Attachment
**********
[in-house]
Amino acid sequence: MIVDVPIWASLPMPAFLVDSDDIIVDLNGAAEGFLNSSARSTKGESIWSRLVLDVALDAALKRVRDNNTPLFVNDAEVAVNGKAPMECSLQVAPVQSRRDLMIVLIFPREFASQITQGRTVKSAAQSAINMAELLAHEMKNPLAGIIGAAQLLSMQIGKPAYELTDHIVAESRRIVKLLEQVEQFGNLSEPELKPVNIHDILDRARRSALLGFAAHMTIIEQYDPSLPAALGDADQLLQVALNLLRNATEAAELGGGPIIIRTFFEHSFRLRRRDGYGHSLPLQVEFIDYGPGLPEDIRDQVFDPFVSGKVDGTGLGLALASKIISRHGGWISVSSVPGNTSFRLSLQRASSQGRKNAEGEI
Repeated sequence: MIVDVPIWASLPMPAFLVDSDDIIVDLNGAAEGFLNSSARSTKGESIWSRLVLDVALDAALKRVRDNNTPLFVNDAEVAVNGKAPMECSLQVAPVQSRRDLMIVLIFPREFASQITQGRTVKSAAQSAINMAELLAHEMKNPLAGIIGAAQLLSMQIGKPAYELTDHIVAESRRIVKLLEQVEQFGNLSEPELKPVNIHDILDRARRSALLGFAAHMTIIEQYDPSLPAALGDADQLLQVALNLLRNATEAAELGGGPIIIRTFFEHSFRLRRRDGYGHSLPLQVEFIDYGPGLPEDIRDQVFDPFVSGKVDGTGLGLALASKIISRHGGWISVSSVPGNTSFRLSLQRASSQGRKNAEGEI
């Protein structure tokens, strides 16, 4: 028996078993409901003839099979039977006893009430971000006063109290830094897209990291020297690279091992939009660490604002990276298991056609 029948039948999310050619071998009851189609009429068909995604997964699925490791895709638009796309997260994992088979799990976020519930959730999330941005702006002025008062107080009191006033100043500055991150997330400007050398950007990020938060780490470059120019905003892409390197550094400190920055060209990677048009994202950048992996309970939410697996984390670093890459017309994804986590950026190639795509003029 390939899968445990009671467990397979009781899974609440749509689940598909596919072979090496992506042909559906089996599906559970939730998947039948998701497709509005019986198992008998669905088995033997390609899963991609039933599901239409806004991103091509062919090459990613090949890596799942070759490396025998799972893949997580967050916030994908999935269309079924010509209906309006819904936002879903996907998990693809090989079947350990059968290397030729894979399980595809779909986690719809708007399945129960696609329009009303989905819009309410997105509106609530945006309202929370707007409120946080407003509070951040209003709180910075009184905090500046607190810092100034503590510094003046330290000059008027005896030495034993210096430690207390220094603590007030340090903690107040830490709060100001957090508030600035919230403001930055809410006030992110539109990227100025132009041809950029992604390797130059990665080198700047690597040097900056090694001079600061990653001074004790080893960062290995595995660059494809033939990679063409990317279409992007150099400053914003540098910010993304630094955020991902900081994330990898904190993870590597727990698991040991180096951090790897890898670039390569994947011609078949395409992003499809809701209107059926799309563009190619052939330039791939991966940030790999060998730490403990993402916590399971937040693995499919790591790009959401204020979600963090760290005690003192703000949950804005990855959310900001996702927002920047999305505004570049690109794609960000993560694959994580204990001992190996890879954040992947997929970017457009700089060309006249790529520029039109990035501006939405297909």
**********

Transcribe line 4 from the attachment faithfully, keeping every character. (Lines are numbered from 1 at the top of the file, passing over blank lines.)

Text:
């Protein structure tokens, strides 16, 4: 028996078993409901003839099979039977006893009430971000006063109290830094897209990291020297690279091992939009660490604002990276298991056609 029948039948999310050619071998009851189609009429068909995604997964699925490791895709638009796309997260994992088979799990976020519930959730999330941005702006002025008062107080009191006033100043500055991150997330400007050398950007990020938060780490470059120019905003892409390197550094400190920055060209990677048009994202950048992996309970939410697996984390670093890459017309994804986590950026190639795509003029 390939899968445990009671467990397979009781899974609440749509689940598909596919072979090496992506042909559906089996599906559970939730998947039948998701497709509005019986198992008998669905088995033997390609899963991609039933599901239409806004991103091509062919090459990613090949890596799942070759490396025998799972893949997580967050916030994908999935269309079924010509209906309006819904936002879903996907998990693809090989079947350990059968290397030729894979399980595809779909986690719809708007399945129960696609329009009303989905819009309410997105509106609530945006309202929370707007409120946080407003509070951040209003709180910075009184905090500046607190810092100034503590510094003046330290000059008027005896030495034993210096430690207390220094603590007030340090903690107040830490709060100001957090508030600035919230403001930055809410006030992110539109990227100025132009041809950029992604390797130059990665080198700047690597040097900056090694001079600061990653001074004790080893960062290995595995660059494809033939990679063409990317279409992007150099400053914003540098910010993304630094955020991902900081994330990898904190993870590597727990698991040991180096951090790897890898670039390569994947011609078949395409992003499809809701209107059926799309563009190619052939330039791939991966940030790999060998730490403990993402916590399971937040693995499919790591790009959401204020979600963090760290005690003192703000949950804005990855959310900001996702927002920047999305505004570049690109794609960000993560694959994580204990001992190996890879954040992947997929970017457009700089060309006249790529520029039109990035501006939405297909």